3. A fistfight. Seriously. Here’s what I saw happen. Mark and I are riding along behind a couple of slightly faster cyclists just past 40th Ave NE. Then one of the faster riders moves over onto the graveled pedestrian path that parallels the paved path at that point. The next thing I know, the guy on the gravel path (Cyclist A) has stopped and is standing there, shouting. The other guy, Cyclist B, slams on his brakes and skids to a halt perpendicular to the trail, which brings me and Mark to quick stops. Cyclist B picks up his bike off the trail and heaves it into the bushes — and hurls himself at Cyclist A. Or maybe A rushed him. I didn’t see clearly. The next thing I know, they’re literally punching each other in the face, yelling, calling one another filthy names; then they’re on the ground, rolling around in the gravel, pummeling each other, gouging eyes, all-round attacking each other. Mark and a couple other guy bicyclists hurl themselves into the fray and pull the two fighters apart, with no small difficulty. The guys continue yelling at each other until Mark’s repeated shouting “Break it up! This isn’t worth it!” penetrates their skulls. Cyclist B says, “Let me just ask you one question,” but Mark says, “No. Just keep riding or I’ll call the cops.” One of the cyclists says, “This is a free trail!” and Mark overrides their protests, very firmly repeating, “Keep riding or I’ll call the cops” a couple more times. Cyclist A and B exchange parting insults (“Put some ice on that, b*tch!” “See if you can catch me, old man!”); Cyclist B rides off and we take off after him.

    The kicker: They were fighting about Cyclist B’s riding through stop signs and Cyclist A’s chastising him for it. They yelled “Red means stop!” and “I stopped at every f*ing stop sign!” “You did not!” etc. Both were well over 30 years old.

  4. A strange tandem. The front seat was a recumbent holding a little kid with very short legs. The back was what I assume to be the kid’s dad. This contraption (pictures of similar bikes here and here) pulled a trailer with another kid inside. Mom (I assume) followed on a battered mountain bike and she didn’t seem to feel the need to put her hands on the handlebars.

Here’s a map of where these strange things happened.

View Strange Signs on the Burke in a larger map

After all the excitement near the UW, I gratefully rode the rest of the way home with only the usual level of excitement. I found out that Mark works for Cray Computers, and that he ran a program on their fastest computer yet, but that’s really small beans compared to everything else.
Testing the Air
This afternoon Carmel went outside and stood very still for quite a long time, quite intently sniffing the breeze. She seemed a bit disturbed.

Floppy Dog
Right after the air-sniffing moment, Carmel came in, gnawed on a marrow bone for a little while, and then adopted the lazy Sphinx pose. I’ve never seen her lay like that before.

Apparently I also missed an exciting day in Pioneer Square yesterday, between President Obama’s whirlwind visit and the clueless private pilot’s inadvertently invading Air Force 1 airspace and causing the scrambling of 2 supersonic fighter jets.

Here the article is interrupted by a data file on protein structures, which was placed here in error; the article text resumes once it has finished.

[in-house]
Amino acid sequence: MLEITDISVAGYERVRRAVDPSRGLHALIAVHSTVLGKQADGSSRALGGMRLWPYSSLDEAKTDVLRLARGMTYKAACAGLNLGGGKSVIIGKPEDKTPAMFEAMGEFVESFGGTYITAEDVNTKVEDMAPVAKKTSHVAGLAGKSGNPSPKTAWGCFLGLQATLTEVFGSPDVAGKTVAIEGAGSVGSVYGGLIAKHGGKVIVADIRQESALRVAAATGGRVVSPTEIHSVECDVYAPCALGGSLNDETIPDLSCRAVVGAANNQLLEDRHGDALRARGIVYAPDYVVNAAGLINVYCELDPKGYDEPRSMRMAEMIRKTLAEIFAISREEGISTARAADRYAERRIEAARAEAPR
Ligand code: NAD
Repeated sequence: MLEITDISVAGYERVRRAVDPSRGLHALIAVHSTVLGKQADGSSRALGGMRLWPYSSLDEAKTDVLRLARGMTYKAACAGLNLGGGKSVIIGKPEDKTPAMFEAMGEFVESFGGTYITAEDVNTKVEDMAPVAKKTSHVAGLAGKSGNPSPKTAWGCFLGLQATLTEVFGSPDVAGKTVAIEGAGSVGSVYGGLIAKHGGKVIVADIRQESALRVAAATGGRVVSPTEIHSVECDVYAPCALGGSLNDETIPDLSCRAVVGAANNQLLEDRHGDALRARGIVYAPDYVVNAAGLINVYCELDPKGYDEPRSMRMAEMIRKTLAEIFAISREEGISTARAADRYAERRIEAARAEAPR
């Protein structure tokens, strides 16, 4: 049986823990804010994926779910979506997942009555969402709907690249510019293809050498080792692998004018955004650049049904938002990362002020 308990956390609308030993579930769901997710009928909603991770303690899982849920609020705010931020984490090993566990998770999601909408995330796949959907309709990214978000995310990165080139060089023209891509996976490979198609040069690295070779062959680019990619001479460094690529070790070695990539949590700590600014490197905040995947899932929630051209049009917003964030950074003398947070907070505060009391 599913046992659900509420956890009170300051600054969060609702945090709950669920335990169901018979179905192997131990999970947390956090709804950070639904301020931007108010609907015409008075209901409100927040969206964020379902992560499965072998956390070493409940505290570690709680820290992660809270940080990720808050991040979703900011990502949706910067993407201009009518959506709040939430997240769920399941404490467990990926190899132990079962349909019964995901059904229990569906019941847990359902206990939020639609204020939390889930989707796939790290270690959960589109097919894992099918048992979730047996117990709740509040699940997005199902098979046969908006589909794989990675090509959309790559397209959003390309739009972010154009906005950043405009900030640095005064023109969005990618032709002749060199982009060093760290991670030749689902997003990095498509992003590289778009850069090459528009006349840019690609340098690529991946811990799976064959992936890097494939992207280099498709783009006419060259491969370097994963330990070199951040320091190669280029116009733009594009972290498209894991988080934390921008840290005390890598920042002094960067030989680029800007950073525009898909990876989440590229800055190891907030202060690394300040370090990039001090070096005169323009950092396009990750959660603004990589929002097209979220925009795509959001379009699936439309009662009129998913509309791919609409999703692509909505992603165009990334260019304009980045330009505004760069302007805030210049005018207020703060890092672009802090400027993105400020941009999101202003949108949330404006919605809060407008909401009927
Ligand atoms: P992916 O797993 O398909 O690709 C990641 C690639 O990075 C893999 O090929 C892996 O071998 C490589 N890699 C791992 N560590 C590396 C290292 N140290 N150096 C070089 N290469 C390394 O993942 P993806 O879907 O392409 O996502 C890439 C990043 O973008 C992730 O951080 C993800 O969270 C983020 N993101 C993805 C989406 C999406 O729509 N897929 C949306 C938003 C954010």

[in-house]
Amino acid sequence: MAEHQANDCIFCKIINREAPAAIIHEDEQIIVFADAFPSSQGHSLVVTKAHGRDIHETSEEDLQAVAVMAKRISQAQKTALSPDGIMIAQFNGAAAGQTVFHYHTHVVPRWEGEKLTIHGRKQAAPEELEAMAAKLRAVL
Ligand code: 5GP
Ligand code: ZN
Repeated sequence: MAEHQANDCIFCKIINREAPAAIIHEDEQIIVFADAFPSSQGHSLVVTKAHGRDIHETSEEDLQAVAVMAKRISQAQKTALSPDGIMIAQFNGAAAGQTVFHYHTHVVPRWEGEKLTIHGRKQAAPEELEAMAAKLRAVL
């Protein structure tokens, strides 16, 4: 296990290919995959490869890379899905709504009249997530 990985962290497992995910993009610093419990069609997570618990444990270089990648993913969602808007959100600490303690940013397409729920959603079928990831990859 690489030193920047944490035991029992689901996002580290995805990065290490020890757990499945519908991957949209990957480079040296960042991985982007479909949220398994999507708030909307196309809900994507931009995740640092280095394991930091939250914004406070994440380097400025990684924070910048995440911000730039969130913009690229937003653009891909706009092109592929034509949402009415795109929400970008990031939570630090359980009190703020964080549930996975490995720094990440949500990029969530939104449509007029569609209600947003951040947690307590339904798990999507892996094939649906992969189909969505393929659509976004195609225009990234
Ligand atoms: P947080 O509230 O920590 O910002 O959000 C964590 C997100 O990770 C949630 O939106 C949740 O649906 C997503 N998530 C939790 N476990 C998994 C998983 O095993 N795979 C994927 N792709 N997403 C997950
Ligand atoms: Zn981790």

Dogsome House Guest

Day’s Verse:
I have been crucified with Christ and I no longer live, but Christ lives in me. The life I live in the body, I live by faith in the Son of God, who loved me and gave himself for me.
Galatians 2:20

Ian and I are dog-sitting for my parents this week while they’re in Cannon Beach. This is our barter system: We do laundry at their house; we watch the dog for free when they go on trips. Here are a couple pictures showing how agitated Carmel gets when Dad isn’t around.

Carmel Earlier

A little while later:
Carmel Later

This morning I decided to take the day off and/or work from home a bit, and had the morning free. It was cool and shady in the front yard, so to keep Carmel from pining after Dad, I tied her to the tree in the front (which is dying because we aren’t watering it) while I weeded. There’s way too much beauty bark and small shrubbery in our front yard, if you ask me. At first I gave Carmel a good long section of rope, but she immediately tangled the rope in a shrub and I had to come untangle her. When I shortened her leash, she immediately headed back for that same shrub and, when the rope stopped her short, strained against it anxiously. She even came over to me and whined and walked back to the shrub. Well, that seemed like pretty clear communication, so I let her off the leash and grabbed her collar. She lunged for the bush, shoved her huge schnozz under there, and emerged with a large bone. It looked like leftovers from somebody’s rib BBQ. I took it from her — boy was she reluctant to let it out of her mouth — but decided, well, she eats sticks and pebbles, and chews on marrow bones; what the heck? So I gave the bone back and she made very short work of it indeed. I hope we don’t have any negative repercussions from this episode. But boy was she happy for the 20 seconds it took her to crunch that thing down. Yum. Makes you wonder how it ended up back there.

Then of course Carmel endeared herself to all the neighbors out on walks by barking and snarling viciously at them, particularly if they had dogs along. I had to shorten her rope even more to keep her off the sidewalk, as she was ready to dash out there and do…something. So we won’t use Carmel as a way to get to know our neighbors, I guess.